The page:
So the idea of linking milk with beloved, classic French songs by such famous international artists as Charles Aznavour and Edith Piaf was born.

Sirard, VP of the Montreal branch of the Association of Canadian Advertisers, was impressed with the new direction Dubé chose: ‘Instead of going on the rational side, she went on the emotional side.’

‘We said the better way to reach adults is to try to give them something to remember, to give them a souvenir,’ explains Dubé. ‘Remembering a song is the best way, a song they were singing when they were young.’

For their first campaign in September 1998, four new TV spots were unveiled, each artfully interpreting the theme of a different time-honoured song. Pour vivre ensemble (To live together), the 1972 hit by the late Frida Boccara, was the audio for one spot, which showed all types of people – young, old, male, female – harmoniously dunking their different cookies into milk.

Another spot took a cue from the 1967 song, Je reviens te chercher (I’m Coming Back to Find You) by Gilbert Bécaud. That one depicted a man in a supermarket with a box of cereal in a cart, searching for milk to go with it.

The music is powerful, but the visual is key to the success of the commercials, says Dubé. The look is pristine and pure, simple white-on-white, reflecting milk itself.

‘There’s a lot of white space,’ says Martin Beauvais, VP and creative director at BBDO, who recalls the concept starting out as a print proposal with white backgrounds. When she saw it, Dubé wondered whether it could be successfully translated to TV.

It could and it was, by Beauvais, who provided the art direction, along with Stéphane Charier, the copywriter and Jean-Michel Ravon, the director.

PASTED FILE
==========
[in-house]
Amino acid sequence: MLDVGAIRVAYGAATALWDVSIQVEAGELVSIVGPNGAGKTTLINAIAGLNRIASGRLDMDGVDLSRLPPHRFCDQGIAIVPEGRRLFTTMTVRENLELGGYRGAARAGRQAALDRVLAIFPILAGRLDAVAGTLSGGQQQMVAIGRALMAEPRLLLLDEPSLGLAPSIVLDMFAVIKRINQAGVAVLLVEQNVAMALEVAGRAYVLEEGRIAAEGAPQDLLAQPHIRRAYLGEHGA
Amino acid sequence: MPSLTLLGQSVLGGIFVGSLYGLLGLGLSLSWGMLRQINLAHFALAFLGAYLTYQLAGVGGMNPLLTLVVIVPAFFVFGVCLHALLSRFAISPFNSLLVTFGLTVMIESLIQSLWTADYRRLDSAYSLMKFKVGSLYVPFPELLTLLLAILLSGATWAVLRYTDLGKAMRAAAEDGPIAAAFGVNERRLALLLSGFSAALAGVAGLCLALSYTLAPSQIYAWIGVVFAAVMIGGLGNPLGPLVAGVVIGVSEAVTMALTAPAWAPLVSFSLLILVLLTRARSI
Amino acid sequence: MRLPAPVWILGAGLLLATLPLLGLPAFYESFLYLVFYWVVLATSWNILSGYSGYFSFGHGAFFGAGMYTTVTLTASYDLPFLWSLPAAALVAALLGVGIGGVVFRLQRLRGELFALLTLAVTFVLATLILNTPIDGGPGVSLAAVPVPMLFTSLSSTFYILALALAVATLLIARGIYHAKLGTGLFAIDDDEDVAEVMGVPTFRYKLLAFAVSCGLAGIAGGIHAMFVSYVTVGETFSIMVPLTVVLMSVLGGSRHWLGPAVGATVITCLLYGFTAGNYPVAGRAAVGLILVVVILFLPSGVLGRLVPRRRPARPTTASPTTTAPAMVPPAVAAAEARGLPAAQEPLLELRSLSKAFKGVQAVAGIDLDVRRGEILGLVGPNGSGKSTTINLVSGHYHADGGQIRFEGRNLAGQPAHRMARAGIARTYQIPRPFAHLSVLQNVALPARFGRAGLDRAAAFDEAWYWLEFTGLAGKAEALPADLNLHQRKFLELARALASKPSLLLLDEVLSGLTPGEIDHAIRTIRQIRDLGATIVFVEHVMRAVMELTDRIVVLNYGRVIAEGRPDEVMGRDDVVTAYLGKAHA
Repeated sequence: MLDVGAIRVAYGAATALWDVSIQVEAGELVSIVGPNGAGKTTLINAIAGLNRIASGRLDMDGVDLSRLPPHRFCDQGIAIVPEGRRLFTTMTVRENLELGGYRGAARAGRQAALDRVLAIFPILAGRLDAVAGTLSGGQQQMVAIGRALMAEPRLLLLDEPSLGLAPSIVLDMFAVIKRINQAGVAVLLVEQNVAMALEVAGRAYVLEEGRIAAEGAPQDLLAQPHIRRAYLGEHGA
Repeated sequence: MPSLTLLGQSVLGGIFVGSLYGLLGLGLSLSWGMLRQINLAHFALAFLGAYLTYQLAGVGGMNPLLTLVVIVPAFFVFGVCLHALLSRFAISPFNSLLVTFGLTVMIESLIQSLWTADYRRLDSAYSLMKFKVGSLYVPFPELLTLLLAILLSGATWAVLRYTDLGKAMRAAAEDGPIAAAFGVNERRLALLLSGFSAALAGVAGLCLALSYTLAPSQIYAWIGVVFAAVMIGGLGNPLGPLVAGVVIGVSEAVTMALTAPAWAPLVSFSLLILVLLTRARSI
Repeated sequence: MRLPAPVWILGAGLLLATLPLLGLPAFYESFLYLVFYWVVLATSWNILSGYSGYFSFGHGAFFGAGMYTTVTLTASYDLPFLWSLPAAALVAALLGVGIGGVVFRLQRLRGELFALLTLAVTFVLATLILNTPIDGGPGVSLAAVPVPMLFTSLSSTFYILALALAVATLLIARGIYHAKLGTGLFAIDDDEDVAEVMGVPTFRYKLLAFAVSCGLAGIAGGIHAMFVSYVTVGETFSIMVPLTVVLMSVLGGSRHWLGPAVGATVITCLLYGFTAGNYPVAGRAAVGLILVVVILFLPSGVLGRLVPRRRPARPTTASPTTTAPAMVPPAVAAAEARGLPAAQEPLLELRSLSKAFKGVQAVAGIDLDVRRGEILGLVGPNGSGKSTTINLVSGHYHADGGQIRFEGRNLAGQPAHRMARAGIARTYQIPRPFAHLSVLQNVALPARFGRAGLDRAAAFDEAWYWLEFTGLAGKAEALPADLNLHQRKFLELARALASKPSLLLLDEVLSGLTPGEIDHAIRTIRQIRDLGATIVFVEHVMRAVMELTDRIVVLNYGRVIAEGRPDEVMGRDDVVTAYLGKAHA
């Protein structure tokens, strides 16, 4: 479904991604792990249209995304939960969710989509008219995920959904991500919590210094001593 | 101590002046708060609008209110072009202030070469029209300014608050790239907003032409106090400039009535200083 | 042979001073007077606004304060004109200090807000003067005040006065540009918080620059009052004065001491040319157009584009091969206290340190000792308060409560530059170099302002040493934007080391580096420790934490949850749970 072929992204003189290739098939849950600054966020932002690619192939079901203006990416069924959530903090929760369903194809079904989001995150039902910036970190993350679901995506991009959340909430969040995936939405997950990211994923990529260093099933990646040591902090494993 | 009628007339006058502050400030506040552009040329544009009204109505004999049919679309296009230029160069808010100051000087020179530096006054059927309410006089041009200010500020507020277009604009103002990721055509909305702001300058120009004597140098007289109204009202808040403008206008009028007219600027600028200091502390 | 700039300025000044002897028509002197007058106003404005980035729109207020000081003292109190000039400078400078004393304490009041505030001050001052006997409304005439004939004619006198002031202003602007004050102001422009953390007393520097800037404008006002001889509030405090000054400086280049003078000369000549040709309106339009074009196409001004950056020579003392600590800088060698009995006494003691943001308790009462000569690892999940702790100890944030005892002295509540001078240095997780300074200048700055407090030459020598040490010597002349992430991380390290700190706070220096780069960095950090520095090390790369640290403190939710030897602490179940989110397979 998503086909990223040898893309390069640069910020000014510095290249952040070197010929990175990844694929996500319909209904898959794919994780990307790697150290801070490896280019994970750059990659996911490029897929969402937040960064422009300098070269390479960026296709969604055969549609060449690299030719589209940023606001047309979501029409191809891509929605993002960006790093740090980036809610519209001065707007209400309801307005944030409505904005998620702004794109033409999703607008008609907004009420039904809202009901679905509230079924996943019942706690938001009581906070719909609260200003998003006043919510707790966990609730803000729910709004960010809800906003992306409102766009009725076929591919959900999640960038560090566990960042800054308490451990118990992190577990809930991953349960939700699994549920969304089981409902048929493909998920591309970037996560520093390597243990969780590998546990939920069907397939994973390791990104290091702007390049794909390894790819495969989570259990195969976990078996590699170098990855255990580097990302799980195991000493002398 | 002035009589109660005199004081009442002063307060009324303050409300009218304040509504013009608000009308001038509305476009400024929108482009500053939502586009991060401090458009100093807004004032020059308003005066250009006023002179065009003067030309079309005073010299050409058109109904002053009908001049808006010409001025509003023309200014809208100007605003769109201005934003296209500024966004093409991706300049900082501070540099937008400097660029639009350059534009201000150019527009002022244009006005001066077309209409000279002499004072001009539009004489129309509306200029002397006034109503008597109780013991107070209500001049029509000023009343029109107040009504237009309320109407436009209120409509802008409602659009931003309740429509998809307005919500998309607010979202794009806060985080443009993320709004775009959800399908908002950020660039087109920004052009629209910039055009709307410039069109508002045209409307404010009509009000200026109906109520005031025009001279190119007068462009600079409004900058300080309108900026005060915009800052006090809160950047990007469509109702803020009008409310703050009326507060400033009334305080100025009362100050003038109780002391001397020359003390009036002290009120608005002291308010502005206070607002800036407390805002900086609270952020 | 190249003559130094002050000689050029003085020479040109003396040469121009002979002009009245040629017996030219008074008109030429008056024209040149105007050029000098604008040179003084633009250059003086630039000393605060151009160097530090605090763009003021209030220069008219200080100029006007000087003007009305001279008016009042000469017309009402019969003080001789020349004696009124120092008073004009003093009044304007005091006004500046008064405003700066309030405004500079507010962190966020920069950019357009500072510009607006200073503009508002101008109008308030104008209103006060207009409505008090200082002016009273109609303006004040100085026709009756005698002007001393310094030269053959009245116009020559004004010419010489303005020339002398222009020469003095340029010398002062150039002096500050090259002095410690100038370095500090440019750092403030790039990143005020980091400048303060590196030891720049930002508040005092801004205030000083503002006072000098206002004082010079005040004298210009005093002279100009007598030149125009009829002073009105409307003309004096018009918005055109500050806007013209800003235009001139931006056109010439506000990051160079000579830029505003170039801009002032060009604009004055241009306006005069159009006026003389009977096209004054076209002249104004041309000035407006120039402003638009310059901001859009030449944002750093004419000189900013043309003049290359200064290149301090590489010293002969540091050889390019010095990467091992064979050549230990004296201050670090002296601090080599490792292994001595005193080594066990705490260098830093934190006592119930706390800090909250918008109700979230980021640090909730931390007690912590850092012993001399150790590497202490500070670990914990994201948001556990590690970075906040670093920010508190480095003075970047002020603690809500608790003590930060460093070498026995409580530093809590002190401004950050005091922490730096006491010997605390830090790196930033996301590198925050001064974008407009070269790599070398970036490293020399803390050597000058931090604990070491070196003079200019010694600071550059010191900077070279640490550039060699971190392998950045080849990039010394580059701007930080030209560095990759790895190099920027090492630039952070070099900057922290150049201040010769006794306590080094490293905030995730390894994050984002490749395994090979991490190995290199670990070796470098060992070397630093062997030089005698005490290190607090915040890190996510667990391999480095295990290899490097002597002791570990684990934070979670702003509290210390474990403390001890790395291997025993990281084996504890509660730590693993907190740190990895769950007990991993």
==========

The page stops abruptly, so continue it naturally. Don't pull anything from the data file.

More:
Beauvais admires Dubé’s product knowledge, which is considerable after being with la Fédération for 16 years. This, he says, translates into an intuitive style. ‘She’s a yes and no person… no equivocating.’

There was no equivocating when post analysis of year one revealed an appreciation level of 82%, the average being 69%. She decided to continue the campaign.

Year two featured one of the campaign’s most popular singers, who goes by the simple stage name of Adamo. His song, C’est ma vie (This is My Life), traced a man’s history of drinking milk through all the important stages, from childhood, to getting married, to having a baby of his own – who drinks milk.

The commercial was so popular, concert promoters brought Adamo, now in his 60s, from his native Belgium to Montreal for a concert this past April. On stage, the singer made a point of thanking Dubé and the FPLQ for his resurgent success.

The second year also featured the song Maman la plus belle du monde (Mama, the Nicest in the World). In this spot, Luis Mariano sings his appreciation of his mother, while visually, a young adult dreams of the chocolate cake his mother used to make, which went so well with milk.